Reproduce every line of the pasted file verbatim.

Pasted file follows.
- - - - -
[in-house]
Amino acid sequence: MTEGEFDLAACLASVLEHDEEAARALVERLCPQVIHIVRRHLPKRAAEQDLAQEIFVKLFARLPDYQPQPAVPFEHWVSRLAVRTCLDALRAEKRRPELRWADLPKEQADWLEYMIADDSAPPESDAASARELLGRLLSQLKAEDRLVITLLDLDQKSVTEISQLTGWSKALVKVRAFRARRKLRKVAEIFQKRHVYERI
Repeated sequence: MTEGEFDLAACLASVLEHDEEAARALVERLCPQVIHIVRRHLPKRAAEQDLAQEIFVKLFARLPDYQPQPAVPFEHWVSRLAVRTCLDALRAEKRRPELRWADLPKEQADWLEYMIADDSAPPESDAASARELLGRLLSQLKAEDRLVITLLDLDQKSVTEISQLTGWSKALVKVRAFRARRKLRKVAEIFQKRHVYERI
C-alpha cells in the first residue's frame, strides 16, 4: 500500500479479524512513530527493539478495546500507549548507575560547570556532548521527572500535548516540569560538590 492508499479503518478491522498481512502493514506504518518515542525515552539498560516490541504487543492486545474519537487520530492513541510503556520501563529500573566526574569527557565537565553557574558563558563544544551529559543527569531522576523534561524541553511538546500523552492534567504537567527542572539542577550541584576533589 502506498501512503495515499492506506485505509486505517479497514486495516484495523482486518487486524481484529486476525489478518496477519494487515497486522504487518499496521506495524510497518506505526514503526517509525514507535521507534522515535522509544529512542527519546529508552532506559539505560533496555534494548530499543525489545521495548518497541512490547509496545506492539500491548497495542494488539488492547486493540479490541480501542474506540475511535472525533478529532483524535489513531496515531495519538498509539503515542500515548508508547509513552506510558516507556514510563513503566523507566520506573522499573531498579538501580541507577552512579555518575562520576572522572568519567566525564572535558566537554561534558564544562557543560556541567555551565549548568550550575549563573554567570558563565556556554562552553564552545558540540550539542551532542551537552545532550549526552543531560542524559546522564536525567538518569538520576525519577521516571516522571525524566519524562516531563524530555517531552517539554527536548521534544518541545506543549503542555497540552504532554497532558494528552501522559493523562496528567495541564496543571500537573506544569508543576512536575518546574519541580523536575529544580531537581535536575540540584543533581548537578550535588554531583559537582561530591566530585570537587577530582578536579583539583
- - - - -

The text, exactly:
[in-house]
Amino acid sequence: MTEGEFDLAACLASVLEHDEEAARALVERLCPQVIHIVRRHLPKRAAEQDLAQEIFVKLFARLPDYQPQPAVPFEHWVSRLAVRTCLDALRAEKRRPELRWADLPKEQADWLEYMIADDSAPPESDAASARELLGRLLSQLKAEDRLVITLLDLDQKSVTEISQLTGWSKALVKVRAFRARRKLRKVAEIFQKRHVYERI
Repeated sequence: MTEGEFDLAACLASVLEHDEEAARALVERLCPQVIHIVRRHLPKRAAEQDLAQEIFVKLFARLPDYQPQPAVPFEHWVSRLAVRTCLDALRAEKRRPELRWADLPKEQADWLEYMIADDSAPPESDAASARELLGRLLSQLKAEDRLVITLLDLDQKSVTEISQLTGWSKALVKVRAFRARRKLRKVAEIFQKRHVYERI
C-alpha cells in the first residue's frame, strides 16, 4: 500500500479479524512513530527493539478495546500507549548507575560547570556532548521527572500535548516540569560538590 492508499479503518478491522498481512502493514506504518518515542525515552539498560516490541504487543492486545474519537487520530492513541510503556520501563529500573566526574569527557565537565553557574558563558563544544551529559543527569531522576523534561524541553511538546500523552492534567504537567527542572539542577550541584576533589 502506498501512503495515499492506506485505509486505517479497514486495516484495523482486518487486524481484529486476525489478518496477519494487515497486522504487518499496521506495524510497518506505526514503526517509525514507535521507534522515535522509544529512542527519546529508552532506559539505560533496555534494548530499543525489545521495548518497541512490547509496545506492539500491548497495542494488539488492547486493540479490541480501542474506540475511535472525533478529532483524535489513531496515531495519538498509539503515542500515548508508547509513552506510558516507556514510563513503566523507566520506573522499573531498579538501580541507577552512579555518575562520576572522572568519567566525564572535558566537554561534558564544562557543560556541567555551565549548568550550575549563573554567570558563565556556554562552553564552545558540540550539542551532542551537552545532550549526552543531560542524559546522564536525567538518569538520576525519577521516571516522571525524566519524562516531563524530555517531552517539554527536548521534544518541545506543549503542555497540552504532554497532558494528552501522559493523562496528567495541564496543571500537573506544569508543576512536575518546574519541580523536575529544580531537581535536575540540584543533581548537578550535588554531583559537582561530591566530585570537587577530582578536579583539583